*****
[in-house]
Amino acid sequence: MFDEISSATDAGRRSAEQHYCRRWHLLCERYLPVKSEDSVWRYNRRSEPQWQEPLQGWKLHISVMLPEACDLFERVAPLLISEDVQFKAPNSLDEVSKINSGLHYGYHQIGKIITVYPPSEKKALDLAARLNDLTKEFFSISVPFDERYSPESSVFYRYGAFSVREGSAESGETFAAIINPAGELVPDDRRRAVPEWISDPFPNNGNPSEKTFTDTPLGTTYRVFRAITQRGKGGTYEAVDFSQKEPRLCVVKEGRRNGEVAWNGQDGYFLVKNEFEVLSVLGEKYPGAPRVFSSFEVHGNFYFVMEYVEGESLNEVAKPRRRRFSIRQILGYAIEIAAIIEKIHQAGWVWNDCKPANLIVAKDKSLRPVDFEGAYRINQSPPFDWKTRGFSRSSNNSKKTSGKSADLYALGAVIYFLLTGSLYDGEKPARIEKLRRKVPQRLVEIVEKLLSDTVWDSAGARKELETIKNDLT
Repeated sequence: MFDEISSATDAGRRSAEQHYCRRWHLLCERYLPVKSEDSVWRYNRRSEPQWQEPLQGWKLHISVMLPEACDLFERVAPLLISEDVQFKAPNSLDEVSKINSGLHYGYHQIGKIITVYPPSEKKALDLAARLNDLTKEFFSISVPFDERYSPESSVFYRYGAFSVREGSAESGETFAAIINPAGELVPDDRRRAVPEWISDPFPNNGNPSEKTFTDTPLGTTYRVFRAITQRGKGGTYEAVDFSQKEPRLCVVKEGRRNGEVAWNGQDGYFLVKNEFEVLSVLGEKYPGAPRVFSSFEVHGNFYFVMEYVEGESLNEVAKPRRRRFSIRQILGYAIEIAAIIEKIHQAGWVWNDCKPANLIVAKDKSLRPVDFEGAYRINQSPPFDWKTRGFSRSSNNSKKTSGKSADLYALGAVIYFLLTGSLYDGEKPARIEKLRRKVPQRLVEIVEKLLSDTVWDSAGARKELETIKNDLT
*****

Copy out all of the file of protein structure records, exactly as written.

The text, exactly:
[in-house]
Amino acid sequence: MFDEISSATDAGRRSAEQHYCRRWHLLCERYLPVKSEDSVWRYNRRSEPQWQEPLQGWKLHISVMLPEACDLFERVAPLLISEDVQFKAPNSLDEVSKINSGLHYGYHQIGKIITVYPPSEKKALDLAARLNDLTKEFFSISVPFDERYSPESSVFYRYGAFSVREGSAESGETFAAIINPAGELVPDDRRRAVPEWISDPFPNNGNPSEKTFTDTPLGTTYRVFRAITQRGKGGTYEAVDFSQKEPRLCVVKEGRRNGEVAWNGQDGYFLVKNEFEVLSVLGEKYPGAPRVFSSFEVHGNFYFVMEYVEGESLNEVAKPRRRRFSIRQILGYAIEIAAIIEKIHQAGWVWNDCKPANLIVAKDKSLRPVDFEGAYRINQSPPFDWKTRGFSRSSNNSKKTSGKSADLYALGAVIYFLLTGSLYDGEKPARIEKLRRKVPQRLVEIVEKLLSDTVWDSAGARKELETIKNDLT
Repeated sequence: MFDEISSATDAGRRSAEQHYCRRWHLLCERYLPVKSEDSVWRYNRRSEPQWQEPLQGWKLHISVMLPEACDLFERVAPLLISEDVQFKAPNSLDEVSKINSGLHYGYHQIGKIITVYPPSEKKALDLAARLNDLTKEFFSISVPFDERYSPESSVFYRYGAFSVREGSAESGETFAAIINPAGELVPDDRRRAVPEWISDPFPNNGNPSEKTFTDTPLGTTYRVFRAITQRGKGGTYEAVDFSQKEPRLCVVKEGRRNGEVAWNGQDGYFLVKNEFEVLSVLGEKYPGAPRVFSSFEVHGNFYFVMEYVEGESLNEVAKPRRRRFSIRQILGYAIEIAAIIEKIHQAGWVWNDCKPANLIVAKDKSLRPVDFEGAYRINQSPPFDWKTRGFSRSSNNSKKTSGKSADLYALGAVIYFLLTGSLYDGEKPARIEKLRRKVPQRLVEIVEKLLSDTVWDSAGARKELETIKNDLT